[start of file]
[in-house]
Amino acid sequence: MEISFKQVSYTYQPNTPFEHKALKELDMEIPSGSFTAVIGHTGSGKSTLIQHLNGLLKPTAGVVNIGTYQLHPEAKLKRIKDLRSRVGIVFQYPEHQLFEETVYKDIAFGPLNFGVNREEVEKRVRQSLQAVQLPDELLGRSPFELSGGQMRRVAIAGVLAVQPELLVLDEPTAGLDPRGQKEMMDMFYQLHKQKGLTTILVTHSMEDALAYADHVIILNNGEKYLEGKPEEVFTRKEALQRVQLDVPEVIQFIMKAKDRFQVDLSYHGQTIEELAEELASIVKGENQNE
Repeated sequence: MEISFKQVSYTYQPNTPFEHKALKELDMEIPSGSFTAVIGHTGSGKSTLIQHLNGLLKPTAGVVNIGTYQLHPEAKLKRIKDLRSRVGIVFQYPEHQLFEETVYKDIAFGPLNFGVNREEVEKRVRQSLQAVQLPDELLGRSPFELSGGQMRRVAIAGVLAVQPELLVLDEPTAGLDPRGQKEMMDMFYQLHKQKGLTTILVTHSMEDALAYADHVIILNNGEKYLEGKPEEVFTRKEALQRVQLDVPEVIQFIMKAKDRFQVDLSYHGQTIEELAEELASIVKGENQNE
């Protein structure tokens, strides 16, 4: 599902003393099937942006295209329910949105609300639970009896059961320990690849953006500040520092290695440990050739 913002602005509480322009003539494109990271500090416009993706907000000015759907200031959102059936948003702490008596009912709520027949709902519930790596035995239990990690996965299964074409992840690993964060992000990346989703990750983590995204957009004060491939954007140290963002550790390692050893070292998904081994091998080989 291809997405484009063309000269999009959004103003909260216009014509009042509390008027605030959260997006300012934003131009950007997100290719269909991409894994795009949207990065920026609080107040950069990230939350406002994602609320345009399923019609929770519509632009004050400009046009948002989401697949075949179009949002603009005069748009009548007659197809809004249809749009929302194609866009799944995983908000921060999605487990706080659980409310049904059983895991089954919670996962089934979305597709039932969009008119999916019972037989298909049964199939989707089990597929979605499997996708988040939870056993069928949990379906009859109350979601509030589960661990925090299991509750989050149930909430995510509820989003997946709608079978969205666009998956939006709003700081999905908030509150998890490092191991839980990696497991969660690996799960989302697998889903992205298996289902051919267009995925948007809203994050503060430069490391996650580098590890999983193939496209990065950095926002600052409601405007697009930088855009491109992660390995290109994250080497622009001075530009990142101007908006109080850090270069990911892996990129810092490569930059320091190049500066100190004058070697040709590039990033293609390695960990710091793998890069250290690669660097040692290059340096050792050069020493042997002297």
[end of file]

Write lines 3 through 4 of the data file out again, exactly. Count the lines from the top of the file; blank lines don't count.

Repeated sequence: MEISFKQVSYTYQPNTPFEHKALKELDMEIPSGSFTAVIGHTGSGKSTLIQHLNGLLKPTAGVVNIGTYQLHPEAKLKRIKDLRSRVGIVFQYPEHQLFEETVYKDIAFGPLNFGVNREEVEKRVRQSLQAVQLPDELLGRSPFELSGGQMRRVAIAGVLAVQPELLVLDEPTAGLDPRGQKEMMDMFYQLHKQKGLTTILVTHSMEDALAYADHVIILNNGEKYLEGKPEEVFTRKEALQRVQLDVPEVIQFIMKAKDRFQVDLSYHGQTIEELAEELASIVKGENQNE
């Protein structure tokens, strides 16, 4: 599902003393099937942006295209329910949105609300639970009896059961320990690849953006500040520092290695440990050739 913002602005509480322009003539494109990271500090416009993706907000000015759907200031959102059936948003702490008596009912709520027949709902519930790596035995239990990690996965299964074409992840690993964060992000990346989703990750983590995204957009004060491939954007140290963002550790390692050893070292998904081994091998080989 291809997405484009063309000269999009959004103003909260216009014509009042509390008027605030959260997006300012934003131009950007997100290719269909991409894994795009949207990065920026609080107040950069990230939350406002994602609320345009399923019609929770519509632009004050400009046009948002989401697949075949179009949002603009005069748009009548007659197809809004249809749009929302194609866009799944995983908000921060999605487990706080659980409310049904059983895991089954919670996962089934979305597709039932969009008119999916019972037989298909049964199939989707089990597929979605499997996708988040939870056993069928949990379906009859109350979601509030589960661990925090299991509750989050149930909430995510509820989003997946709608079978969205666009998956939006709003700081999905908030509150998890490092191991839980990696497991969660690996799960989302697998889903992205298996289902051919267009995925948007809203994050503060430069490391996650580098590890999983193939496209990065950095926002600052409601405007697009930088855009491109992660390995290109994250080497622009001075530009990142101007908006109080850090270069990911892996990129810092490569930059320091190049500066100190004058070697040709590039990033293609390695960990710091793998890069250290690669660097040692290059340096050792050069020493042997002297």